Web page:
U.S. Energy News

Shutdown could delay offshore drilling plan

SHUTDOWN: The partial government shutdown risks delaying offshore drilling plans and ethanol blending changes, according to industry groups. (Reuters)

ALSO: Despite the shutdown, the Trump administration is making sure federal land managers in Alaska continue to work on efforts to open a local national wildlife refuge to drilling. (Alaska Energy Desk)

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• A Virginia task force is expected to propose new regulations to limit methane leaks from landfills and natural gas infrastructure. (Energy News Network)
Minnesota is falling short of its emission-reduction goals due to increasing transportation emissions. (Minneapolis Star Tribune)
• The legal justification for the EPA’s plan to scrap Obama-era mercury standards traces back to a dissent written five years ago by Brett Kavanaugh. (E&E News)

COAL ASH: The Tennessee Valley Authority has awarded $200 million in contracts to Jacobs Engineering, the contracting company accused of poisoning hundreds of coal ash cleanup workers. (Knoxville News Sentinel)

CLEAN ENERGY: The chairman of the Michigan Public Service Commission says the state is in the midst of a “fundamental transition” toward clean energy as coal plants close. (Energy News Network)

Clean energy developers have submitted “jaw dropping” low prices for six solar-plus-storage projects in Hawaii recently submitted to regulators for approval by the state’s largest electric utility. (Greentech Media)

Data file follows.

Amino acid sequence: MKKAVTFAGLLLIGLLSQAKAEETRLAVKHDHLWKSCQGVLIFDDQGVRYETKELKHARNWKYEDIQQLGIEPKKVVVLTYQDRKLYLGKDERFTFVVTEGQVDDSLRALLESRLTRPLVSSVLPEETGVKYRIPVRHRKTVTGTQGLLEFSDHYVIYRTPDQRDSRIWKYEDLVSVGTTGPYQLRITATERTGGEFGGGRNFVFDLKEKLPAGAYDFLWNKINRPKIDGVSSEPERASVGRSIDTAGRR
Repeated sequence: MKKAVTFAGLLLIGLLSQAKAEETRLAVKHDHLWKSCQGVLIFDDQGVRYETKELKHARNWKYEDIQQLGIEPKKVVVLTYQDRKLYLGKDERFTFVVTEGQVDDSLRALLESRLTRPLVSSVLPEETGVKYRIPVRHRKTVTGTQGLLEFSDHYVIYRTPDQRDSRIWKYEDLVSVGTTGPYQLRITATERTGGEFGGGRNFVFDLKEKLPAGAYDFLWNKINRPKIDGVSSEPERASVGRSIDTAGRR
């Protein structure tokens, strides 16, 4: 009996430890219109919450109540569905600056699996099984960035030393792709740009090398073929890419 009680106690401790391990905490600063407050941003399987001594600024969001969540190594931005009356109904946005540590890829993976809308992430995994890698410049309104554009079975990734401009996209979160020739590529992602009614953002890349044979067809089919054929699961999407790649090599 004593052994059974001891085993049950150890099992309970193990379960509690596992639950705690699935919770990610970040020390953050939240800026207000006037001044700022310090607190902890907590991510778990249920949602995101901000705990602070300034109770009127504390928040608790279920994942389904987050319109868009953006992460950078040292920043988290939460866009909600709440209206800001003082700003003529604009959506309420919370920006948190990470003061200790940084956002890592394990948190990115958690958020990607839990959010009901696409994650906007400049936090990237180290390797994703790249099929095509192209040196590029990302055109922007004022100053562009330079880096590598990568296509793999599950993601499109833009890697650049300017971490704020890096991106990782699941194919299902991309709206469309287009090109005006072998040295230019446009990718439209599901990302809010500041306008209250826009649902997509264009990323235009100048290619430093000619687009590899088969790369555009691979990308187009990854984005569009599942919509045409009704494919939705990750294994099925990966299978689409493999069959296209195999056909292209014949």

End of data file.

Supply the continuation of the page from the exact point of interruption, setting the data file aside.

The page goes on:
• A Florida lawmaker files a bill to legalize power purchase agreements across the state, allowing property owners to sell solar energy. (Miami New Times)

A Houston wind technician training program saw a 60 percent enrollment increase in 2018. (Denton Record-Chronicle)
Five developers tell New York officials they will submit bids in the state’s solicitation for 800 MW of offshore wind capacity. (Renewables Now)

• A Virginia state representative urges lawmakers to invest in renewable energy instead of the Atlantic Coast Pipeline. (NBC 29)
An activist asks a judge to be dismissed from a federal racketeering lawsuit involving her participation in Dakota Access pipeline protests. (Associated Press)

• Only 15 percent of oil and gas industry workers are female, so one woman launched an initiative to recruit more women. (CNBC)
• Jobs in the Texas oil fields drop for the first time in nearly two years. (Bloomberg)

Customers have until the end of March to receive a full tax credit for buying electric General Motors models after the automaker passed 200,000 vehicle sales last year. (Detroit Free Press)
• In response to pickup truck drivers deliberately blocking Tesla chargers, a Model X owner shares a video of the car towing a large pickup truck. (Inc.)

GRID: Public comment on Illinois’ NextGrid plan, which outlines priorities for modernizing the state’s electric grid, is open until Thursday. (Energy News Network)

UTILITIES: California’s largest utility is considering filing for bankruptcy protection to guard against its growing wildfire liability. (Reuters)

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POLITICS: Former Texas Congressman Beto O’Rourke is the latest potential presidential candidate to support a Green New Deal. (Huffington Post)

“Innovation” is the latest smokescreen for Republicans who oppose taking action against climate change, writes David Roberts. (Vox)
The New Jersey Sierra Club’s director explains why 57 community groups are calling for a moratorium on new fossil-fuel projects in the state. (Star-Ledger)

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